Infrastructures on/off Earth:
I’m currently working on an ethnographic project on Sweden’s ongoing initiatives to develop small satellite launch-capacity. In this context, I am interested in engagements with outer space as an arena for projection, experimentation, and infrastructural possibility, able to support and/or limit human existence on Earth. In Sweden low Earth orbit is increasingly being framed as a key infrastructural domain for climate research. Yet, the increasing reliance on outer space infrastructures also means that space weather and orbital debris present new risks to critical, ground-based infrastructural systems. It is in response to these and other developments that Sweden now aims to strengthen independent access to low Earth orbit and offer infrastructural services for various state and non-state actors. This is undertaken for instance by branding the city of Kiruna as a ‘Space Town’, which by virtue of its arctic position, relatively unoccupied airspace, and vast geographical surroundings promises to bring outer space closer to Earth. Through long-term ethnographic fieldwork in Stockholm and Kiruna, I will examine the making and reshaping of on/off Earth ecologies through various forms of infrastructural mediation, asking what happens to social and environmental relations when confronted by the extraterrestrial as an infrastructural phenomenon.
Ecology of capture:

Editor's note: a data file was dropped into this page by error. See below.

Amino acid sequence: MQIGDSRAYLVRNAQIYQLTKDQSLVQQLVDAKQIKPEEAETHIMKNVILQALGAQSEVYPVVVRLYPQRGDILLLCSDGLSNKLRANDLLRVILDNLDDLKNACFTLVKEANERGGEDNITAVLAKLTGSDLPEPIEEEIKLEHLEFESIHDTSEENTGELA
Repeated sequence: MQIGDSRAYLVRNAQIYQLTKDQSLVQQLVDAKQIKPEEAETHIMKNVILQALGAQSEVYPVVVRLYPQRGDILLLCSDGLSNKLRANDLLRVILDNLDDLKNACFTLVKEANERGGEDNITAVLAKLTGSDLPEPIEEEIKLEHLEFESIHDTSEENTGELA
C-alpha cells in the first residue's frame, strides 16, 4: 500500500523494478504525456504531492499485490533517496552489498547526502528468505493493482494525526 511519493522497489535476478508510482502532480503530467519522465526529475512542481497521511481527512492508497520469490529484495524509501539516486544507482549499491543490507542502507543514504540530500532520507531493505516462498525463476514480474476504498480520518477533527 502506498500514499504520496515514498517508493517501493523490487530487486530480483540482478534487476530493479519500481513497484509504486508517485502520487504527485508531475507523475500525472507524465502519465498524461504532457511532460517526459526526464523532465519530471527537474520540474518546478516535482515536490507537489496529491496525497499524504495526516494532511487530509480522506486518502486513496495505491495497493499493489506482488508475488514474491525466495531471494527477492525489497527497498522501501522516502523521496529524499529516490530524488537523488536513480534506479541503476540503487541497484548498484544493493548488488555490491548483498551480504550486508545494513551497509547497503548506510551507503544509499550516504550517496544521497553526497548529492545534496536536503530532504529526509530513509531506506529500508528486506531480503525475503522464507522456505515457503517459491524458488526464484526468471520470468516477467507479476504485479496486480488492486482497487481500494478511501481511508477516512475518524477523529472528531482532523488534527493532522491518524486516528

My PhD thesis drew on twelve months of ethnographic fieldwork on material engagements with fog at the margins of the Peruvian city of Lima and coastal areas further south. My aim was to examine the politics of contemporary urban and environmental relations in these places of aridity, where glacial retreat and rapid urban expansion are increasingly raising concerns about water scarcity and the gradual disappearance of urban fog oasis ecosystems. In this context, a steady inflow of coastal fog has recently been re-apprehended as a potential water source. Based on fieldwork undertaken with a Peruvian NGO and a network of fog oasis conservationists in Lima, my study showed how these collectives became enmeshed with Peru’s long-standing history of informal urbanisation. Of particular concern was how their different modes of engaging fog were directly at odds with one another. The NGO was trying to tap into ground-touching clouds as a water source for the urban poor, meaning that their activities aimed to render Lima’s hilly surrounds habitable for squatters. In contrast, conservationists intended to capture fog for the purpose of making the very same areas uninhabitable for human dwelling. Along the way, this airborne extension of the ocean took multifarious forms and informed life at the urban periphery in a number of ways: it rendered visible otherwise backgrounded urban and ecological (dis)connections; helped position residents favourably vis-à-vis the state; offered ways to address infrastructural inequality; and provided opportunities for squatters to make claims on land, infrastructural connectivity, and the city. The thesis further demonstrated how, in setting out to capture fog so as to attain their own respective goals, actors became ensnared in one another’s activities, demands, and expectations. Inspired by the language of capture and entrapment variously invoked by the collectives in question, these relations were described as being constitutive of an ecology of capture: an emergent web of relationships held together by conflicting aims and expectations, the possibilities and limits of fog capture, and the material qualities of fog itself.